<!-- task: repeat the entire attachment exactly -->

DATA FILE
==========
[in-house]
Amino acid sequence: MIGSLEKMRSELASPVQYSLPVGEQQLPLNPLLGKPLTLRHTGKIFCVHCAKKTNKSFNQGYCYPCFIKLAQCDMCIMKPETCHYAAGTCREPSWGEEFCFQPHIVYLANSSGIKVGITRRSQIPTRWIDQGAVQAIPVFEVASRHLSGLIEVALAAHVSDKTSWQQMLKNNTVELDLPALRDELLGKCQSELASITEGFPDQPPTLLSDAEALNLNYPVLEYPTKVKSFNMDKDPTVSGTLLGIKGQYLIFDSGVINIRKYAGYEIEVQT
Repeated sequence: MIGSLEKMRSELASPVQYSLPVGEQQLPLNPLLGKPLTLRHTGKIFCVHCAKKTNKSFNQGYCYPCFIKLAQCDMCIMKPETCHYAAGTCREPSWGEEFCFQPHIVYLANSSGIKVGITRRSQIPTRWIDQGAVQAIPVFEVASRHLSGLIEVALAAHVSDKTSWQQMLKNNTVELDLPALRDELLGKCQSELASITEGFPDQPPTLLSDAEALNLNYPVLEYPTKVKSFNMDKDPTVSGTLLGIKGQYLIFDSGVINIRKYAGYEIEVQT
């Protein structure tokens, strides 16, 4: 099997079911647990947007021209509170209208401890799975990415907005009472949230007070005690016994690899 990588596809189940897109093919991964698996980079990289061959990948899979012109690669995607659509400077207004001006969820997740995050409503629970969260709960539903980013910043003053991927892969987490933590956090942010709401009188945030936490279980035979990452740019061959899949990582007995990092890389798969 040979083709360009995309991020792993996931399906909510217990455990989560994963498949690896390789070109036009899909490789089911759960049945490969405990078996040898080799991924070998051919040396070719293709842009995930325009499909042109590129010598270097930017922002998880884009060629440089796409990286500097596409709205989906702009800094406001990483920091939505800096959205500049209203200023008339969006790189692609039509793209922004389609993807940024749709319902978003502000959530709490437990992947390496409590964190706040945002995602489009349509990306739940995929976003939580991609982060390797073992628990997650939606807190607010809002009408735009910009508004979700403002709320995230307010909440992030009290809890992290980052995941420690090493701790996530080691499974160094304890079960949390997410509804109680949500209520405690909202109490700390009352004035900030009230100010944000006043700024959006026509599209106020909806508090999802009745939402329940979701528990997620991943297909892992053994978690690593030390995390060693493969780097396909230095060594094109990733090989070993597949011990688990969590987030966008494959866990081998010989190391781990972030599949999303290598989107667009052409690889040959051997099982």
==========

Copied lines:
[in-house]
Amino acid sequence: MIGSLEKMRSELASPVQYSLPVGEQQLPLNPLLGKPLTLRHTGKIFCVHCAKKTNKSFNQGYCYPCFIKLAQCDMCIMKPETCHYAAGTCREPSWGEEFCFQPHIVYLANSSGIKVGITRRSQIPTRWIDQGAVQAIPVFEVASRHLSGLIEVALAAHVSDKTSWQQMLKNNTVELDLPALRDELLGKCQSELASITEGFPDQPPTLLSDAEALNLNYPVLEYPTKVKSFNMDKDPTVSGTLLGIKGQYLIFDSGVINIRKYAGYEIEVQT
Repeated sequence: MIGSLEKMRSELASPVQYSLPVGEQQLPLNPLLGKPLTLRHTGKIFCVHCAKKTNKSFNQGYCYPCFIKLAQCDMCIMKPETCHYAAGTCREPSWGEEFCFQPHIVYLANSSGIKVGITRRSQIPTRWIDQGAVQAIPVFEVASRHLSGLIEVALAAHVSDKTSWQQMLKNNTVELDLPALRDELLGKCQSELASITEGFPDQPPTLLSDAEALNLNYPVLEYPTKVKSFNMDKDPTVSGTLLGIKGQYLIFDSGVINIRKYAGYEIEVQT
């Protein structure tokens, strides 16, 4: 099997079911647990947007021209509170209208401890799975990415907005009472949230007070005690016994690899 990588596809189940897109093919991964698996980079990289061959990948899979012109690669995607659509400077207004001006969820997740995050409503629970969260709960539903980013910043003053991927892969987490933590956090942010709401009188945030936490279980035979990452740019061959899949990582007995990092890389798969 040979083709360009995309991020792993996931399906909510217990455990989560994963498949690896390789070109036009899909490789089911759960049945490969405990078996040898080799991924070998051919040396070719293709842009995930325009499909042109590129010598270097930017922002998880884009060629440089796409990286500097596409709205989906702009800094406001990483920091939505800096959205500049209203200023008339969006790189692609039509793209922004389609993807940024749709319902978003502000959530709490437990992947390496409590964190706040945002995602489009349509990306739940995929976003939580991609982060390797073992628990997650939606807190607010809002009408735009910009508004979700403002709320995230307010909440992030009290809890992290980052995941420690090493701790996530080691499974160094304890079960949390997410509804109680949500209520405690909202109490700390009352004035900030009230100010944000006043700024959006026509599209106020909806508090999802009745939402329940979701528990997620991943297909892992053994978690690593030390995390060693493969780097396909230095060594094109990733090989070993597949011990688990969590987030966008494959866990081998010989190391781990972030599949999303290598989107667009052409690889040959051997099982």